Schedule Quality: Technical Requirements

Gert Truyensby Gert Truyens | In Primaned Blog, Techniques |

As consultants, we frequently come across schedules of substandard quality. You’ve probably seen our top-picks of mistakes as well: overuse of SF-relationships, too many constraints or even the absence of links between the activities. We receive requests to perform a schedule quality analysis more often these days, so it seems that the market starts understanding the importance of quality standards.

We as Primaned can indeed help with assessing the quality of the schedule beyond the standard tests: did you also think of checking your network’s flexibility, robustness and relationship-redundancy? Did you think of the appropriate level of detail? Make use of our wide experience in analysing schedule quality and writing schedule guidelines fitting your or your employer’s requirements. We go that step further to ensure the best possible circumstances to start, execute and close a project.

This blogpost deals with the technical quality of schedules. Schedules should meet certain criteria and in the following paragraphs we describe why this is relevant, what the required standards depend on and what aspects there are to quality. All elements we discuss are part of the industry’s best practices.

Why do you need quality?

Of course, there are commercial benefits in producing high-quality schedules: it can make the difference in winning a tender over a less project controls-savvy contractor or your company might be considered as a more reliable partner to team-up with for future projects.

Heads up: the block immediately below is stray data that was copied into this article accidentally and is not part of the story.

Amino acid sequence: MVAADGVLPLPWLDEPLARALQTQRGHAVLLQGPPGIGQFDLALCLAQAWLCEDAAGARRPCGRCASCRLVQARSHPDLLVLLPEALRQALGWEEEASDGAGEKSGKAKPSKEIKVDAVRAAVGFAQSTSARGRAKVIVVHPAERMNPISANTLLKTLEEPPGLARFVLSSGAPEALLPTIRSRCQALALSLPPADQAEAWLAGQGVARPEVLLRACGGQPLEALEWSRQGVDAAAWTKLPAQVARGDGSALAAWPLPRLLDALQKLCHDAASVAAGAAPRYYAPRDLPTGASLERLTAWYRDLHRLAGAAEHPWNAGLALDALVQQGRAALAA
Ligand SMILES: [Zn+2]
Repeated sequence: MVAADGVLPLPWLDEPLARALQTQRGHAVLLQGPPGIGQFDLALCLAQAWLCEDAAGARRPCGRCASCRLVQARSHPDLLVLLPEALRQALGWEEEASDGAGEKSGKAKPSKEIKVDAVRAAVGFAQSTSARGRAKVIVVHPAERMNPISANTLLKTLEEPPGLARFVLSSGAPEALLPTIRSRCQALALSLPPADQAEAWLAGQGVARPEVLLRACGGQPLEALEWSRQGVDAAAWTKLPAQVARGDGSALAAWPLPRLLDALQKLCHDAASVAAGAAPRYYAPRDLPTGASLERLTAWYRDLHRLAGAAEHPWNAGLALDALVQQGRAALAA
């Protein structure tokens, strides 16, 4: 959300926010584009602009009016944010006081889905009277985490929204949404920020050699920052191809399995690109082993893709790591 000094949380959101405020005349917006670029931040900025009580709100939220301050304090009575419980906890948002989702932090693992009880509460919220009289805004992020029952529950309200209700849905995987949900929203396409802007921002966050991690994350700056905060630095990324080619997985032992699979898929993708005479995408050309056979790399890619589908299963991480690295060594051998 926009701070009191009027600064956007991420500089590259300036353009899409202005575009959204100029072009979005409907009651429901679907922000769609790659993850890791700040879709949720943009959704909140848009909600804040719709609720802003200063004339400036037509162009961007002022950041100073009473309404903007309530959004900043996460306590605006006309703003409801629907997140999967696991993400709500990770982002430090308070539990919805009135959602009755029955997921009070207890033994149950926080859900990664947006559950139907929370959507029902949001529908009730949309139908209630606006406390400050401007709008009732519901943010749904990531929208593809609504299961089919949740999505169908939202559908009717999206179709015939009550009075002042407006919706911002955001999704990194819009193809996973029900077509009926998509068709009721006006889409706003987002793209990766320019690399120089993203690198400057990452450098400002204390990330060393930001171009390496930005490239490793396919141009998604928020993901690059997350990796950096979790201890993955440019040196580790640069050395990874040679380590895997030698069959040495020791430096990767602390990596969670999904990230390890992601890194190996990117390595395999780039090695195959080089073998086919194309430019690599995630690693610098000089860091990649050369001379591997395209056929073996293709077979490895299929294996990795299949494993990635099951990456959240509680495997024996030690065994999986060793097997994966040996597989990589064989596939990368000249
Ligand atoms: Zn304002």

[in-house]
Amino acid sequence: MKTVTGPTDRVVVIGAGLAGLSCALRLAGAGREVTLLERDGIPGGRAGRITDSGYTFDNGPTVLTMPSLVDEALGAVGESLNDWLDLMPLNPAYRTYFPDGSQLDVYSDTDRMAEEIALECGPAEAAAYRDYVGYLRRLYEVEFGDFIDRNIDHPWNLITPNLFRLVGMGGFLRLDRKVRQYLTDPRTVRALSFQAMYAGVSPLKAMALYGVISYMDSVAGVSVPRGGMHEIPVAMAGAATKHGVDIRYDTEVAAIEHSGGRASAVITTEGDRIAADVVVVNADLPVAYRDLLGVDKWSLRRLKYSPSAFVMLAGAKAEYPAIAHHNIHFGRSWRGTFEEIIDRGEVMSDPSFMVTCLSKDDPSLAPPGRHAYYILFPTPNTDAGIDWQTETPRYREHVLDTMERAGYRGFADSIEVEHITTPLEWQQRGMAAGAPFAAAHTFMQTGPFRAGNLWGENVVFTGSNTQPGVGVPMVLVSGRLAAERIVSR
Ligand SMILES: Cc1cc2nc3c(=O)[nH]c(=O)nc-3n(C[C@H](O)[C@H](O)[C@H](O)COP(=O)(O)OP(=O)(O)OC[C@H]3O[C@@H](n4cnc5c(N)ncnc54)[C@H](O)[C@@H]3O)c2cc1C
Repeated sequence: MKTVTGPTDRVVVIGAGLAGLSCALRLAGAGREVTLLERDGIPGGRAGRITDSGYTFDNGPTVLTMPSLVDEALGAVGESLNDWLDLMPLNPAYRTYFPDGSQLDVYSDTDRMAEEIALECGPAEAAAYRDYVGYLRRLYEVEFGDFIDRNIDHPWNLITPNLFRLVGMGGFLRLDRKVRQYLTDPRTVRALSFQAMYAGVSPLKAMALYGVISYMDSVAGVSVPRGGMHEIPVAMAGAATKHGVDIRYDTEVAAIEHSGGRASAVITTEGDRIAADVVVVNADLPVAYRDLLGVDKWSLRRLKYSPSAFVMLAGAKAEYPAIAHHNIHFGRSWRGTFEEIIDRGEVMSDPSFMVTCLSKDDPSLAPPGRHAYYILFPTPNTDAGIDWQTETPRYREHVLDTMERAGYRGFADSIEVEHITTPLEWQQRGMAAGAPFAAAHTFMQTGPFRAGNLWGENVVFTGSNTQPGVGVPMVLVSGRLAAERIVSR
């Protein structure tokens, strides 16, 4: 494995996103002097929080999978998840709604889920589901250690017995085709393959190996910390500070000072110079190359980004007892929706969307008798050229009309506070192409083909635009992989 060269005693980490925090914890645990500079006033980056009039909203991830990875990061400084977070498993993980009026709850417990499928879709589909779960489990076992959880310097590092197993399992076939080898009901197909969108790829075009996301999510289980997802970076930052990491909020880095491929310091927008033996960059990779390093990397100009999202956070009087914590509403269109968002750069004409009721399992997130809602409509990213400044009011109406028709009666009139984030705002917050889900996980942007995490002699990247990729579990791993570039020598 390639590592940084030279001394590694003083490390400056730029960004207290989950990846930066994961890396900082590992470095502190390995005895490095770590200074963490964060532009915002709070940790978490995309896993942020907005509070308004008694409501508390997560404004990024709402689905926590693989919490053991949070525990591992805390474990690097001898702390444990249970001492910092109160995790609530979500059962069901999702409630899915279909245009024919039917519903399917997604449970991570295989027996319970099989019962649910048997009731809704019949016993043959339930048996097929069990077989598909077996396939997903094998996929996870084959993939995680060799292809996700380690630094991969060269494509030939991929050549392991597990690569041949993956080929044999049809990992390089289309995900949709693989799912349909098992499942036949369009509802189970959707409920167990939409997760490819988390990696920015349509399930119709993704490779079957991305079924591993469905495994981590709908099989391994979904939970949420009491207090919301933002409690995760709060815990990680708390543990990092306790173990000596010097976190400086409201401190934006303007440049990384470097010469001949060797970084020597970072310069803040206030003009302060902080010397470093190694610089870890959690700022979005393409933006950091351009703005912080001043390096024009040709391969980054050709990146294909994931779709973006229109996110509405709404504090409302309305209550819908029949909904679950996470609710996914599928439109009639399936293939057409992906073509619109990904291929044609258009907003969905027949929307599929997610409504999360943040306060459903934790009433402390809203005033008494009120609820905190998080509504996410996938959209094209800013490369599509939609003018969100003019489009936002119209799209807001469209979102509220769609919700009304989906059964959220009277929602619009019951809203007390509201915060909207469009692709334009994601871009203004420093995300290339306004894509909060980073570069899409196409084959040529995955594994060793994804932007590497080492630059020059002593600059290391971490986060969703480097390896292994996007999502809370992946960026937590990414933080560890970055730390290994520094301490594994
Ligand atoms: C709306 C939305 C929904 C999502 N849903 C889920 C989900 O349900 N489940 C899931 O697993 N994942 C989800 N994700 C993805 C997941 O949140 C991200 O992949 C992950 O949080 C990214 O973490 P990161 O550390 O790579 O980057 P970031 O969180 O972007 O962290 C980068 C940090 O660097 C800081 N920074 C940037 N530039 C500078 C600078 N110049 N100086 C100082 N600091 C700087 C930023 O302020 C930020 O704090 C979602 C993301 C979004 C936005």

Depending on what the schedule is to be used for, quality is required to achieve:

  • Reliable outcomes of risk analyses, delay analyses, critical path analyses and what-if or scenario analyses
  • Verifiable robustness
  • Effective management of interfaces
  • Accurate reporting on progress, completion dates, resources and costs
  • An appropriate level of detail
  • Realistic and manageable amounts of contingency, buffers and float

What determines the appropriate standard?

The required quality standards might differ depending on:

1.    Purpose of schedule
What is the schedule used for? The initial, internal assessment of the time required for completion requires different criteria than an in-depth delay analysis during arbitration.

2.    The project phase
During the tendering process, a less strict approach towards best schedule practices might be tolerated whereas during execution, interfaces with other contractors can increase the need for a top-quality schedule.

3.    Strategic importance of the project
Projects with high strategic significance for the Contractor or Owner require higher standards.

4.    Size of the project
Either in time, money or otherwise, large projects might require higher standards than small projects.

5.    Owners and lenders requirements
An owner of a project can have a set of standards within its own company that they impose on all contractors. Lenders can attach conditions or quality criteria to making the funds available.

6.    Industry standards and practices
IT environments and electronics are often seen as industries that lead the market with high standards, some other industries have a less advanced level of maturity.

What defines quality?

In this paragraph we discuss how quality can be measured and which aspects of the schedule are taken into account.

An important “industry standard” is the DCMA 14-point schedule assessment. Come back to our blog soon for our dedicated blogpost with more details on this subject. Although the test has flaws, it is widely known and exists since 2005. This makes it easier to demand complying with the criteria to be tested.

There are different aspects to the quality of a schedule. At least the following 8 points are checked by Primaned when we perform a schedule quality check:

1.    Logic